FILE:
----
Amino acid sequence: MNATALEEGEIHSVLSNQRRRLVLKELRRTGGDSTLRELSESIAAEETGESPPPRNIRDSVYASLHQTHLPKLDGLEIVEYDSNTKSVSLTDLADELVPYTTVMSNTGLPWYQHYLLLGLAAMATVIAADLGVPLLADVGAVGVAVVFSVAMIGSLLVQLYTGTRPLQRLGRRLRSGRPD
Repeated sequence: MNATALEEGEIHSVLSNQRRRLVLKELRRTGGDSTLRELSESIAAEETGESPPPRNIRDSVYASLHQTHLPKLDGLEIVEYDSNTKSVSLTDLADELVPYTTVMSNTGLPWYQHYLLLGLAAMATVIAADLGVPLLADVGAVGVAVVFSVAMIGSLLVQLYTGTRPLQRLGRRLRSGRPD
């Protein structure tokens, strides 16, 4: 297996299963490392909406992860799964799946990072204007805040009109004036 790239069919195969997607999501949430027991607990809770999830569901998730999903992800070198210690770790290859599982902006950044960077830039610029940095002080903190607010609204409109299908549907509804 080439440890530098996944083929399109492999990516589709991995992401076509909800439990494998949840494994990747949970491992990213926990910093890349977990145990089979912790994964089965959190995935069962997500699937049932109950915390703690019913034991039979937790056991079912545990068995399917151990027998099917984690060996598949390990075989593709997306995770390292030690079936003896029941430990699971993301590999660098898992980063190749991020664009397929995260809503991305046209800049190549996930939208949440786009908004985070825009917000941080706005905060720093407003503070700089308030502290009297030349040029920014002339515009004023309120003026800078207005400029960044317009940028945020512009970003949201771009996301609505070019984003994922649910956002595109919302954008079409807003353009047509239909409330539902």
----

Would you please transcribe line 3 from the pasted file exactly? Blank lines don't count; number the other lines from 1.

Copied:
């Protein structure tokens, strides 16, 4: 297996299963490392909406992860799964799946990072204007805040009109004036 790239069919195969997607999501949430027991607990809770999830569901998730999903992800070198210690770790290859599982902006950044960077830039610029940095002080903190607010609204409109299908549907509804 080439440890530098996944083929399109492999990516589709991995992401076509909800439990494998949840494994990747949970491992990213926990910093890349977990145990089979912790994964089965959190995935069962997500699937049932109950915390703690019913034991039979937790056991079912545990068995399917151990027998099917984690060996598949390990075989593709997306995770390292030690079936003896029941430990699971993301590999660098898992980063190749991020664009397929995260809503991305046209800049190549996930939208949440786009908004985070825009917000941080706005905060720093407003503070700089308030502290009297030349040029920014002339515009004023309120003026800078207005400029960044317009940028945020512009970003949201771009996301609505070019984003994922649910956002595109919302954008079409807003353009047509239909409330539902």